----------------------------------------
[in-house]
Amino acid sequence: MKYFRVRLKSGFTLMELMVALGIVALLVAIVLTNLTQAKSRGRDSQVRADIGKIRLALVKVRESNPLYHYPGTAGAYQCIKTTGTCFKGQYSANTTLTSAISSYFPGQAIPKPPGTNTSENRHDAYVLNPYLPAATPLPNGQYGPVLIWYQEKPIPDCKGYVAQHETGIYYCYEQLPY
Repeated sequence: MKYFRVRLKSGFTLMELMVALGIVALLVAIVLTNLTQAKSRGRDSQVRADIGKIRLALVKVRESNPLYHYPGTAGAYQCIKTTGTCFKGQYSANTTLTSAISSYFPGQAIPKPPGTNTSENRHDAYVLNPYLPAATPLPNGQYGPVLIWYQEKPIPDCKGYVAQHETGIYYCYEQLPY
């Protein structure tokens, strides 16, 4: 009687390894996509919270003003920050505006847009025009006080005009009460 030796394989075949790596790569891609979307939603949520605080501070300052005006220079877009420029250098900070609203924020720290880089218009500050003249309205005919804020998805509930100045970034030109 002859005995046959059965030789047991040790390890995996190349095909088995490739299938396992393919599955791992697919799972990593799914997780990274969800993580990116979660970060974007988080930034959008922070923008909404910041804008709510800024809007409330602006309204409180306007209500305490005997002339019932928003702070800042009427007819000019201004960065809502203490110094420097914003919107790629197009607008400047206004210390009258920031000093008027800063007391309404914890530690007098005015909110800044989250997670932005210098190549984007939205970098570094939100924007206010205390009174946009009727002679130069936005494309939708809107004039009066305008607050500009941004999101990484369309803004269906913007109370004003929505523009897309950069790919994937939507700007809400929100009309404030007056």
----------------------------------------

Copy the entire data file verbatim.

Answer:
[in-house]
Amino acid sequence: MKYFRVRLKSGFTLMELMVALGIVALLVAIVLTNLTQAKSRGRDSQVRADIGKIRLALVKVRESNPLYHYPGTAGAYQCIKTTGTCFKGQYSANTTLTSAISSYFPGQAIPKPPGTNTSENRHDAYVLNPYLPAATPLPNGQYGPVLIWYQEKPIPDCKGYVAQHETGIYYCYEQLPY
Repeated sequence: MKYFRVRLKSGFTLMELMVALGIVALLVAIVLTNLTQAKSRGRDSQVRADIGKIRLALVKVRESNPLYHYPGTAGAYQCIKTTGTCFKGQYSANTTLTSAISSYFPGQAIPKPPGTNTSENRHDAYVLNPYLPAATPLPNGQYGPVLIWYQEKPIPDCKGYVAQHETGIYYCYEQLPY
């Protein structure tokens, strides 16, 4: 009687390894996509919270003003920050505006847009025009006080005009009460 030796394989075949790596790569891609979307939603949520605080501070300052005006220079877009420029250098900070609203924020720290880089218009500050003249309205005919804020998805509930100045970034030109 002859005995046959059965030789047991040790390890995996190349095909088995490739299938396992393919599955791992697919799972990593799914997780990274969800993580990116979660970060974007988080930034959008922070923008909404910041804008709510800024809007409330602006309204409180306007209500305490005997002339019932928003702070800042009427007819000019201004960065809502203490110094420097914003919107790629197009607008400047206004210390009258920031000093008027800063007391309404914890530690007098005015909110800044989250997670932005210098190549984007939205970098570094939100924007206010205390009174946009009727002679130069936005494309939708809107004039009066305008607050500009941004999101990484369309803004269906913007109370004003929505523009897309950069790919994937939507700007809400929100009309404030007056």